There’s no better target for snob-mockery than the world of country club golf, and there’s no better slob for taking the piss out of uptight upper-crusters like Judge Smails (Ted Knight) than Rodney Dangerfield. Bill Murray gets a lot of attention for what he’s got goin’ for him in this 1980 Harold Ramis comedy, but when Dangerfield’s Al Czervik comes to the Bushwood Club as nouveau riche without a care or a manner in the world and planning to buy the whole place, the resulting showdown on the links eventually degenerates to glorious Kenny Loggins madness.

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Weird Roles

Anthony Michael Hall’s Most Rotten Movies

Catch Anthony Michael Hall in Weird Science on Friday at 8P on IFC.

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Photo Credit: Universal/Everett Collection

Anthony Michael Hall was the quintessential ’80s nerd. We love him in classics like The Breakfast Club and National Lampoon’s Vacation. But even the brainiest among us has his weak spots. In honor of Weird Science airing this Rotten Friday, we analyze Hall’s worst movies.

Weird Science (1985) 56%

A low point for John Hughes, Weird Science is way too wacky for its own good. Anthony Michael Hall’s Gary and his pal Wyatt (Ilan Mitchell-Smith) create the “perfect woman.” Supernatural chaos ensues. The film costars a young Bill Paxton, floppy disks, and a general disconnect from all reality.

The Caveman’s Valentine (2001) 46%

This ambitious drama starring Samuel L. Jackson couldn’t live up to its rich premise. Jackson plays Romulus, a Juilliard-educated, paranoid schizophrenic who lives in a cave. Hall co-stars as Bob, a rich man, who wants to see Romulus play the piano. The plot centers around Romulus investigating a murder, but with so much going on, the movie never quite finds its rhythm.

All About the Benjamins (2002) 30%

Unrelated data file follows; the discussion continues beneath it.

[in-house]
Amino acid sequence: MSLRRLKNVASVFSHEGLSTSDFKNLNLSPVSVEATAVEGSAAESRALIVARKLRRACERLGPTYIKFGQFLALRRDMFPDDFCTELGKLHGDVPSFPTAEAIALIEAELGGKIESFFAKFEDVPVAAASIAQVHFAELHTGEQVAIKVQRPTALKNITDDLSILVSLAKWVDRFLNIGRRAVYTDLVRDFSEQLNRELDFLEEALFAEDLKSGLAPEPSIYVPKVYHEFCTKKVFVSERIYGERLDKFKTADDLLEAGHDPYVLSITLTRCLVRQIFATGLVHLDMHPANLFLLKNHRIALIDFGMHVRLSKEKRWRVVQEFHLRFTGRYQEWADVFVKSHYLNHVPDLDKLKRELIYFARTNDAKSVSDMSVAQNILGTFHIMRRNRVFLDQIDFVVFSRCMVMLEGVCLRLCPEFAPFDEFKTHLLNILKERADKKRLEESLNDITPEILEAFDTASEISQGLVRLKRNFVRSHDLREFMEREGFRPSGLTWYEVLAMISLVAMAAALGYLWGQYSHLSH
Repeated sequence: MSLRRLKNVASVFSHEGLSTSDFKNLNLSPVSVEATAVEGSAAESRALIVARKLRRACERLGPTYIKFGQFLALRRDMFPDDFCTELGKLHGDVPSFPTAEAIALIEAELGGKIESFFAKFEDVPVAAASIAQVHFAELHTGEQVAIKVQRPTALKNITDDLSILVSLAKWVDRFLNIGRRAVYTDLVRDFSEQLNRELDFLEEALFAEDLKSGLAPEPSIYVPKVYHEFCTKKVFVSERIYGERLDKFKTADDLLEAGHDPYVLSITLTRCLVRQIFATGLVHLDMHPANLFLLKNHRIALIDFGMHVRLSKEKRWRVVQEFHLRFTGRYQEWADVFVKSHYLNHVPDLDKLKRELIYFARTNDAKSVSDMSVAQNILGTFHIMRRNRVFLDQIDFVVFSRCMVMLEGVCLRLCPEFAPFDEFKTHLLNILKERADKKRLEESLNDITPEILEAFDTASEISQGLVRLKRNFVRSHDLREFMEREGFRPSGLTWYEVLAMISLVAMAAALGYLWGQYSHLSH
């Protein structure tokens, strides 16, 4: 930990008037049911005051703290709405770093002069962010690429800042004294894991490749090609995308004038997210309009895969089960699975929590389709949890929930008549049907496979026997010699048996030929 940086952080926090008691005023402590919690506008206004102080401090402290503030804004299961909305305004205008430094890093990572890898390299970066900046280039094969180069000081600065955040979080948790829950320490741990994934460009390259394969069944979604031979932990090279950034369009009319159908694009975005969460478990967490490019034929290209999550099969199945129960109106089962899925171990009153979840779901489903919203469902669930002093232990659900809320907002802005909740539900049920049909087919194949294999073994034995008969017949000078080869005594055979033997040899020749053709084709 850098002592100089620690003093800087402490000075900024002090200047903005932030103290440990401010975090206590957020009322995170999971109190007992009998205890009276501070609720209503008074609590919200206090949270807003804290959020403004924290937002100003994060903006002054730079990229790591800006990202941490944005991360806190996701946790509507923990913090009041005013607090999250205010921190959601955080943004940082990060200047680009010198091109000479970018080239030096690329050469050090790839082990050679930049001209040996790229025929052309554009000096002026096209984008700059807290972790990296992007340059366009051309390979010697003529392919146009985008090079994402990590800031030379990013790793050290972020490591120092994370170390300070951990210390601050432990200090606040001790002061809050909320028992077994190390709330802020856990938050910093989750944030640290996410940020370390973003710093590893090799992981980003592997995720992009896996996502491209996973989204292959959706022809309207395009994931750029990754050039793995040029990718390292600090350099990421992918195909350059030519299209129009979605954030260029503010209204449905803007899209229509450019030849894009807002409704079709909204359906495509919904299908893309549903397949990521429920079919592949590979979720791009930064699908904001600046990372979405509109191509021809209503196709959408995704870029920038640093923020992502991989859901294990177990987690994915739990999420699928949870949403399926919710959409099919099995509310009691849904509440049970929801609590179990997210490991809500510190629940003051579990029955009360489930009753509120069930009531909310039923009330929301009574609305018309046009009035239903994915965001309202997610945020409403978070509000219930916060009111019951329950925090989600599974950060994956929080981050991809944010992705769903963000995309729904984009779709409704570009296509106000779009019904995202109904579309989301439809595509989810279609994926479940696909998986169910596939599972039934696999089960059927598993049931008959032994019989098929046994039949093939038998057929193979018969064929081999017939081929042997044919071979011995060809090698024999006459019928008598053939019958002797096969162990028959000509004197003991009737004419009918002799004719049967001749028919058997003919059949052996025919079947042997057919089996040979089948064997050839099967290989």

Ice Cube plays a bounty hunter who teams up with Mike Epps’ con man to catch diamond thieves. Hall plays Lil J, a small-time drug dealer. It’s definitely a role we’ve never seen Hall in, but overall the movie isn’t funny or original enough to justify its violence.

Freddy Got Fingered (2001) 11%

This showcase for Tom Green’s goofy gross-out comedy is often hailed as one of the worst films of all time. Green plays Gord, a 20-something slacker, who dreams of having his own animated series. Hall is Dave Davidson, a CEO of an animation studio who eventually helps Gord find success. Too bad Tom Green wasn’t so lucky.

Johnny Be Good (1988) 0%

Hall plays against type as Johnny Walker, a star quarterback. Robert Downey Jr. is his best friend and Uma Thurman plays his devoted girlfriend. Despite the support of a future A-list cast, the movie lacks central conflict and charm. Or, as TV Guide put it, “Johnny be worthless.” Ouch.

Catch the “Too Rotten to Miss” Weird Science this Friday at 8P on IFC.

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Season 6: Episode 1: Pickathon

Binge Fest

Portlandia Season 6 Now Available On DVD

The perfect addition to your locally-sourced, artisanal DVD collection.

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End of summer got you feeling like:

Portlandia Toni Screaming GIF